Dexamethasone inhibits the proliferation of tumor cells
Received 14 September 2018
Accepted for publication 12 December 2018
Published 1 February 2019 Volume 2019:11 Pages 1141—1154
Checked for plagiarism Yes
Review by Single-blind
Peer reviewers approved by Dr Cristina Weinberg
Peer reviewer comments 3
Editor who approved publication: Dr Chien-Feng Li
Yuantao Wu,1 Rui Xia,1 Chungang Dai,2 Suji Yan,2 Tao Xie,2 Bing Liu,2 Lei Gan,1 Zhixiang Zhuang,1 Qiang Huang2
1Department of Oncology, The Second Affiliated Hospital of Soochow University, Soochow, China; 2Department of Neurosurgery, The Second Affiliated Hospital of Soochow University, Soochow, China
Objective: Dexamethasone (DEX) is a glucocorticoid that is commonly used in clinics. Previously, DEX has been shown to inhibit the function of immune system; however, DEX is often used to treat side reactions, such as nausea and vomiting caused by chemotherapy in clinics. Therefore, it is necessary to study the role of DEX in the treatment of cancer.
Methods: The effects of DEX on HepG2 were studied in vitro by Cell Counting Kit-8 method, cell cycle, and scratch test. The transplanted tumor model of HepG2 was established in nude mice to study the anti-tumor effect of DEX in vivo. In addition, in order to study the effect of DEX on the immune system, we also established a transplanted tumor model of 4T1 in normal immunized mice to study treatment effect and mechanism of DEX in mice of normal immune function.
Results: The results showed that DEX inhibited the proliferation of HepG2 in vitro and in vivo, affecting the cycle and migration of HepG2 cells, and the expression of c-Myc and the activation of mTOR signaling pathway were inhibited. The expression of key enzymes related to glucose metabolism is altered, especially that of phosphoenolpyruvate carboxykinase2 (PCK2). In normal immunized mice, DEX also inhibits the proliferation of tumor cells 4T1, while the proportion of CD4+CD45+T cells and CD8+CD45+ T cells in CD45+ cells in the lymph nodes upregulated, the proportion of Treg cells in CD4+ T cells downregulated in lymph nodes, and the proportion of MDSCs in tumor tissues downregulated.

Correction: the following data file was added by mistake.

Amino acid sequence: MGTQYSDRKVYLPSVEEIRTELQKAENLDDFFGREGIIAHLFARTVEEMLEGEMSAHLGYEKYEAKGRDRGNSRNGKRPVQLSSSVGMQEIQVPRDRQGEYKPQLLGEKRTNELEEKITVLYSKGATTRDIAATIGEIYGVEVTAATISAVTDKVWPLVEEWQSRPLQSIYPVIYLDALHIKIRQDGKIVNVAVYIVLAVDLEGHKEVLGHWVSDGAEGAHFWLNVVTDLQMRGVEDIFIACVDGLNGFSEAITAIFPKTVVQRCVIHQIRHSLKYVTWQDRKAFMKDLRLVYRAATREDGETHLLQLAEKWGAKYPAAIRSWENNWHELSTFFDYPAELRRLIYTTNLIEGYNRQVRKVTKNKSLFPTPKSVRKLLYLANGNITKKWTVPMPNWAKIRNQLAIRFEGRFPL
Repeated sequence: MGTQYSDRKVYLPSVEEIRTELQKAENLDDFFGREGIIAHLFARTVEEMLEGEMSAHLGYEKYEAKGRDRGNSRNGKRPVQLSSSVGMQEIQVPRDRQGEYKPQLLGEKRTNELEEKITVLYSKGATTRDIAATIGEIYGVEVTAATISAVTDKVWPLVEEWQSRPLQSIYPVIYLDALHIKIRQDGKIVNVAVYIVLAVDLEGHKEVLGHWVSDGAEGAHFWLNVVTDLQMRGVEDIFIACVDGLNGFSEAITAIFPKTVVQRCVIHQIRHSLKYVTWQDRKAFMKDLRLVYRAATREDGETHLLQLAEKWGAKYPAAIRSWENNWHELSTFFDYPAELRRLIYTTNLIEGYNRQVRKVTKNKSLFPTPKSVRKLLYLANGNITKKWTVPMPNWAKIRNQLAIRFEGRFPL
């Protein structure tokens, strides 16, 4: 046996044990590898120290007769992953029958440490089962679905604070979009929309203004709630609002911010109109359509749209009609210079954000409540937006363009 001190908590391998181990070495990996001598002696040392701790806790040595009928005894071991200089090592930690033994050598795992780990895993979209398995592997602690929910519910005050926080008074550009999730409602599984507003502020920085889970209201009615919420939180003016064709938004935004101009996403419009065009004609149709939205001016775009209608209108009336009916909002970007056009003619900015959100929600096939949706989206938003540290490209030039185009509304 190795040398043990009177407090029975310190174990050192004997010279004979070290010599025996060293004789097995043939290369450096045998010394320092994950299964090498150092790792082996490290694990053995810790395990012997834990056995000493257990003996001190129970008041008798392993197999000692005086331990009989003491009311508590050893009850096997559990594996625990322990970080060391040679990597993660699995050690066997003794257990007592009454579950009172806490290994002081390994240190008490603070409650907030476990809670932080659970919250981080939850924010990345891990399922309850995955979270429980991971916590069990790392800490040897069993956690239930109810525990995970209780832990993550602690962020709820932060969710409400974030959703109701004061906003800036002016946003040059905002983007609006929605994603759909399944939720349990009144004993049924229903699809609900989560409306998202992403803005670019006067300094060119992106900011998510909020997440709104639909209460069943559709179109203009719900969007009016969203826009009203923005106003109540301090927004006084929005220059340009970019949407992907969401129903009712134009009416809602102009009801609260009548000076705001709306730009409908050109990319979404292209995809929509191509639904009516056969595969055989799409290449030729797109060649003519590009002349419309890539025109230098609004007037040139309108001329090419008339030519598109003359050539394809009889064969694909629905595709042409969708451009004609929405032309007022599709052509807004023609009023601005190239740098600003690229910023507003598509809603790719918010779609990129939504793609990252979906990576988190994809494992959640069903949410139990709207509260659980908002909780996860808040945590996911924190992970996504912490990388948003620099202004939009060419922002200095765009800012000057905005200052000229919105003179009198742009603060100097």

Conclusion: DEX can inhibit tumor cells in vitro and in vivo. The mechanism is to inhibit the activation of mTOR signaling pathway by inhibiting the expression of c-Myc, further affecting the expression of key enzymes involved in glucose metabolism, especially PCK2.In addition, DEX has an inhibitory effect on the immune system, which may be the reason why DEX still has anti-tumor effect in normal mice.
Keywords: dexamethasone, glycolysis, Warburg effect, HepG2, 4T1, immune cells, immune system
This work is published and licensed by Dove Medical Press Limited. The full terms of this license are available at https://www.dovepress.com/terms.php and incorporate the Creative Commons Attribution - Non Commercial (unported, v3.0) License. By accessing the work you hereby accept the Terms. Non-commercial uses of the work are permitted without any further permission from Dove Medical Press Limited, provided the work is properly attributed. For permission for commercial use of this work, please see paragraphs 4.2 and 5 of our Terms.Download Article [PDF] View Full Text [HTML][Machine readable]